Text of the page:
What If The Mayor Wins But Then Gets Bounced Out Of Office In A Corruption Scandal?
By DANIEL E. GOREN, Courant Staff Writer
October 24, 2007
With the city election less than two weeks away, a "What if" question is being raised quietly among politically savvy Democrats:
What if Mayor Eddie A. Perez gets re-elected and later ends up leaving office under criminal corruption charges?
Supporters and critics of Perez are toying with the question, which has members of the party's endorsed council slate talking about who could become the next council president, a position currently held by John Bazzano, who is not seeking re-election.
Should Perez be forced to leave office, whoever succeeds Bazzano would serve as mayor until the next regularly scheduled election, according to the city charter, effectively completing Perez's four-year term. The charter does not specify what could require the mayor to vacate his seat.
"No one wants to say anything bad about the mayor," one person involved in those discussions said. "Eddie Perez is the kind of person who would not take it kindly, and would probably consider it a kind of treason to even talk about it."
Perez faces a criminal investigation by the chief state's attorney's office, which is looking into remodeling done on his home by a city contractor and parking lot deals his administration made with a political supporter. The chief state's attorney has declined to comment on the scope or direction of the investigation and no charges have been lodged against Perez.
Perez declined to comment for this story.
Kenny Curran, his campaign manager, said he had not heard the banter about Perez's fate, but said such discussion was "walking on very dangerous ground."
Curran then issued a written statement:
"A debate about this scenario is about as useful to Hartford voters as a debate about what to do if the tooth fairy retires, as both are rooted in pure fantasy," Curran wrote. "Mayor Perez is focused on the real debates that matter to the voters of Hartford in this campaign. Debates about how we can continue to work together to improve our school system, lower crime, invest in our neighborhoods and create opportunity for our youth."
To date, four members of the city's Democratic slate are said to be vying for the council president's position: rJo Winch, the current majority leader; Kenneth Kennedy Jr.; James Boucher; and Calixto Torres.
What's driving the discussions, aside from concern over Perez's future, is political in-fighting and ambitions among the council hopefuls, political insiders say.
Winch's future features prominently in those discussions.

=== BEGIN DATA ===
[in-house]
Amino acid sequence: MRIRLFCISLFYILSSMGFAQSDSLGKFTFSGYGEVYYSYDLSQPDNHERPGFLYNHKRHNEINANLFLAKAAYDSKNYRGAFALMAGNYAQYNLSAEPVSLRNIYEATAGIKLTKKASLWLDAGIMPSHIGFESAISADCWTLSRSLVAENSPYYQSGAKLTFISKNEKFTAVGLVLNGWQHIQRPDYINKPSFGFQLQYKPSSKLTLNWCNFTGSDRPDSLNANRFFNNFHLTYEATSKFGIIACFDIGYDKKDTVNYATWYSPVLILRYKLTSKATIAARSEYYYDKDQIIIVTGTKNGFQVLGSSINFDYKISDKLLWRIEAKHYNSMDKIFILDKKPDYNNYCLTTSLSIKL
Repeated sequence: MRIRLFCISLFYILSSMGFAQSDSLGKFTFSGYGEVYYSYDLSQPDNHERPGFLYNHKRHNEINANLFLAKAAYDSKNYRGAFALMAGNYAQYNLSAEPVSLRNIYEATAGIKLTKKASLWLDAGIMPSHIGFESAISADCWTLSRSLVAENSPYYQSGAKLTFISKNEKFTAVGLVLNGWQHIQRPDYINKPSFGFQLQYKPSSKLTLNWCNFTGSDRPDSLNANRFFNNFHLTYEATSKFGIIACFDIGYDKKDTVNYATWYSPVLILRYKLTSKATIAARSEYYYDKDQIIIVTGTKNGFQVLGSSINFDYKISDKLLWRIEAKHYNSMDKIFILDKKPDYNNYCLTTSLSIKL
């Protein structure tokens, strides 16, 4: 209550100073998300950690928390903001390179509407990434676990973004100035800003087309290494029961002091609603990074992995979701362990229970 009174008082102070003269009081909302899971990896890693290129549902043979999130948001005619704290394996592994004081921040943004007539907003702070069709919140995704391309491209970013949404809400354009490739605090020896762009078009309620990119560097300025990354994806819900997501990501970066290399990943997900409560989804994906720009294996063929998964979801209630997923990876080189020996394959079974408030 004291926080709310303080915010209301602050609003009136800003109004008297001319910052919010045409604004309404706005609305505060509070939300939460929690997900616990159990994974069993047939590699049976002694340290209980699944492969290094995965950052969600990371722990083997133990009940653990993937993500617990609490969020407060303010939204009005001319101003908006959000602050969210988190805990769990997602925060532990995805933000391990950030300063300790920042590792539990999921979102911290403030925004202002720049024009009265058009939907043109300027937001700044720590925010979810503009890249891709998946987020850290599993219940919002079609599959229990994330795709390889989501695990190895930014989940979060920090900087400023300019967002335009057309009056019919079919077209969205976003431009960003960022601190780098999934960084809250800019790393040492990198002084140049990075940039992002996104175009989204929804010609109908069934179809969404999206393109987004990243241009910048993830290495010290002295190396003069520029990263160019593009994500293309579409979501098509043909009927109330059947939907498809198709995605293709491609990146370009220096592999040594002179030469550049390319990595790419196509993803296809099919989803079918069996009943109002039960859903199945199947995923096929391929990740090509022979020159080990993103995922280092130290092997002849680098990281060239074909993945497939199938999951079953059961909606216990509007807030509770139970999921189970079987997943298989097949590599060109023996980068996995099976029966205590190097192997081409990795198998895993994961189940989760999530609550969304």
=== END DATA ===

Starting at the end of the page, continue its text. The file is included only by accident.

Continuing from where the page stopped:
Winch became majority leader with the strong backing of Perez, a position that would serve as a natural stepping stone to becoming council president.
But many city Democrats question her ability to lead the council, let alone serve as mayor, and she may have trouble securing the necessary votes she would need to lead the council. Her election could "be a total disaster," one person involved in the discussions said.
Winch denied she had been involved in any speculative discussions involving Perez and said the descriptions of her ability was a "horrible" thing to say.
"But this is America," Winch said. "And people are entitled to their opinions."
With Winch out of the way, the remaining Democratic slate candidates are left to jockey for the council presidency. The candidates realize, insiders say, that Perez unexpectedly leaving office may be their only chance to ever become Hartford's mayor.
The speculative discussions have reverberated throughout the city's political scene.
"The greatest fear would be a new leadership forced on the city which wasn't a direct reflection of the choice of the people," said John B. Kennelly, a member of the Democratic town committee. "How could that happen? If the legal problems that the mayor is having necessitated that he remove himself from office."
I. Charles Mathews, generally considered Perez's main challenger on Nov. 6, said he, too, has heard the talk about who should be the next president of the city council, but argues that debate will be "moot."
"I fully intend, with the help of the voters of this city, to turn Mr. Perez out of office," Mathews said. "But the mere fact this is being talked about is some indication how serious these investigations really are."
Former Mayor Mike Peters, who is backing Mathews, said he has heard people express concern over the criminal investigation and Perez's future.
"I hope Eddie doesn't get into a whole lot of trouble, because that would be an embarrassment to this wonderful city," Peters said. "I can't remember the city ever facing anything like this in my lifetime."
Reprinted with permission of the Hartford Courant.
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